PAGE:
A potted history of the British disc brake pioneers.
Well known for their CNC machining and their anodized colours, Hope stand out from the rest of the competition with their premium quality products.
Hope Technology is a bicycle component manufacturer based in Barnoldswick, Lancashire.
They manufacture almost all bicycle components and have now branched into the accessories market making clothing, lights and tools.
All components are manufactured at the site in Barnoldswick which allows them to have total control in terms of premium quality assurance.
Exporting half of their production to 40 countries internationally, Hope have a first class reputation for quality and reliability.
Ian Weatherill and Simon Sharp met whilst working together at Rolls Royce Aerospace.
Their time working there gave them the skills and experience to leave and start up their own tool making business called IPCO.
They were also avid motor cyclists and mountain bikers. However, the simple cantilever brakes on their mountain bikes didn’t meet the standard of their trials bike disk brakes.
Therefore, with help from employee Owen Hardisty, they engineered their first cable operated disk brake for mountain bikes.
The growth of Hope
1990 – IPCO moves from their small factory in Nelson to an extensively bigger factory in Colne named the ‘Hope Mill’.
1991 – After a period of manufacturing brakes and hubs for themselves and friends, Hope Technology formed and put on sale the mechanical disc brake which started them off.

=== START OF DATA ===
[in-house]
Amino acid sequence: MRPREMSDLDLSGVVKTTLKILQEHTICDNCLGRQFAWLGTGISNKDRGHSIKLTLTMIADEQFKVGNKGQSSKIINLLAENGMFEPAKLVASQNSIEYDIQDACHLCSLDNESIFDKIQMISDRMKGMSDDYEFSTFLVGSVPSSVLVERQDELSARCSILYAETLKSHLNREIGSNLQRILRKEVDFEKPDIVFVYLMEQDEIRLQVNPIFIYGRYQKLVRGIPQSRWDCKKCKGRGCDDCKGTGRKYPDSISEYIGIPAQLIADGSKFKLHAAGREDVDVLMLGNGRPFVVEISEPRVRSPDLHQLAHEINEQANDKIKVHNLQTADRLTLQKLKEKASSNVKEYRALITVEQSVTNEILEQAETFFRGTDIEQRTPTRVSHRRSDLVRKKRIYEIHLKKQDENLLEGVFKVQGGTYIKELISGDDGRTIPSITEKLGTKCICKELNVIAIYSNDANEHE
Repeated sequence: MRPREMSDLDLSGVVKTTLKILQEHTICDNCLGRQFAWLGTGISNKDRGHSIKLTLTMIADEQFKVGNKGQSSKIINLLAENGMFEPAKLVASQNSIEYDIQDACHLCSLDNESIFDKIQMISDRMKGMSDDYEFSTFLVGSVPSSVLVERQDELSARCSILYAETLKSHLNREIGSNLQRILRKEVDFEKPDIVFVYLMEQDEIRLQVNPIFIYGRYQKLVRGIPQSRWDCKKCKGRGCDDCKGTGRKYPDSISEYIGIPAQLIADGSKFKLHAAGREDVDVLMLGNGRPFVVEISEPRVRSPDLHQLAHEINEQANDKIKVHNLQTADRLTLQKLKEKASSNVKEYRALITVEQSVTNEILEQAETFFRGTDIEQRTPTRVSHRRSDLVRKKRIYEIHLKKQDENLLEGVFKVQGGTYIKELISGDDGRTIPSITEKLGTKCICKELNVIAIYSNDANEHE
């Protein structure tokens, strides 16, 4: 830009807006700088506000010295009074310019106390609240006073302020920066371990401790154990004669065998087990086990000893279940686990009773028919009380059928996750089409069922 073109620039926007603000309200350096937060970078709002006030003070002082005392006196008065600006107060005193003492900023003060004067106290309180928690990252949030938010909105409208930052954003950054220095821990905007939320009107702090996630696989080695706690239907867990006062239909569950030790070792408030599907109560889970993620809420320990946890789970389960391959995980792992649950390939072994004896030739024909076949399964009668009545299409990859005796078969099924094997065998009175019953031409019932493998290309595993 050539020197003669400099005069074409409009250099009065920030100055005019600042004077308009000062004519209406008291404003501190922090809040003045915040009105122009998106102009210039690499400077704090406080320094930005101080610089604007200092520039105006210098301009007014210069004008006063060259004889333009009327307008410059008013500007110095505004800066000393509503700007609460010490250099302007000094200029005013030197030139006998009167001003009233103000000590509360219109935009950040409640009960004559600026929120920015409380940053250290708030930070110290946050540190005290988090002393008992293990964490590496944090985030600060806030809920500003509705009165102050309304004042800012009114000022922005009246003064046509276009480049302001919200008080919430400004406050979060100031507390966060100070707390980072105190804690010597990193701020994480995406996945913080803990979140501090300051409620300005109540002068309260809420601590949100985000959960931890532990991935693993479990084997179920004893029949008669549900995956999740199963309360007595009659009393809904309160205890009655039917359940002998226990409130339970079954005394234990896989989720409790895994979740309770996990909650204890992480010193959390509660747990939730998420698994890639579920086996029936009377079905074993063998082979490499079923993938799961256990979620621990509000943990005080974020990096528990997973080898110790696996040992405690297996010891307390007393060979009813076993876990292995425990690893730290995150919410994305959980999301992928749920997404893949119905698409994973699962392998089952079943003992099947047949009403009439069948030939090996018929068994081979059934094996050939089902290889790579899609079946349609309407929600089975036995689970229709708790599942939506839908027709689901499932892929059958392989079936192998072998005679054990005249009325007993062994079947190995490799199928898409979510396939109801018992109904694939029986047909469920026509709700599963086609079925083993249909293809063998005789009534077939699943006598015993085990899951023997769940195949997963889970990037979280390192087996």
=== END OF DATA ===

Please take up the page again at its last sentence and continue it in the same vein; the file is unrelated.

1991 – Hope create their first 6 bolt specific hubs resembling those of motorbikes.
1992 – Hope hit the big time across the pond at the Interbike in the USA. All 14 of their brakes were displayed on bikes in the show room.
1992 – Sales start to come in from the USA. Hope setup an overseas office to service US sales.
1992 – Investment is made in a CNC machine.
1994/1995 – Hydraulic brakes become a thing. Hope introduce their first hydraulic, twin disc brake at Eurobike.
1996 – Many pro riders begin to use Hope hydraulic brakes regardless of sponsorship obligations.
1996 – Hope hit gold with their first Grundig Downhill World Cup win by Rob Warner.
1997/1998 – DH4 downhill brake gains coverage at Interbike, Las Vegas.
1997/1998 – Hope move premises again to Barnoldswick which had an area of 39000 square feet.
1999 – Hope release the XC4, the World’s lightest disc brake system.
2001 – Hope manufacture a 6 bolt sport hub which allows for fast, easy fitting of disk brakes.
2002 – Headsets and bar ends are added to the range of products.
2003 – The Mono6ti brake is born. Using technology still used today, the one piece brake offered unrivalled lever sensitivity.
2005 – Hope begin to manufacture bicycle stems.
2006 – The Vision HID light is released. Hope capture another part of the market which is unrivalled. The publics need for a powerful light meant that Hope benefitted well from such a simple product.
2007 – Vented braking, wheel sets and LED’s join the formidable Hope product range.
2008 – Another move of premises! Still in Barnoldswick, just larger with an overall area of 56000 square feet.
2011 – Hope replace the Pro 2 hubs with the Pro 2 Evo hub.
2012 – You guessed it, yet another move of premises. Fortunately, Hope are still located at Hope Mill in Barnoldswick. A bigger premises again with 89,000 square feet of room.
2013 – David Cameron visits Hope as a part of the “Get Britain Cycling” campaign.
2014 – A new downhill brake, the Tech 3 V4. One of their most advanced brakes yet.
Working with the same ethos as they started out with, Hope are still ahead of the pack in terms of premium quality products which sell themselves.
When the rider knows how good the product is, there’s no need for a sales man. They let the product do the talking.
Hope still reside in Barnoldswick and don’t have any plans on moving abroad. Why fix it if it isn’t broken?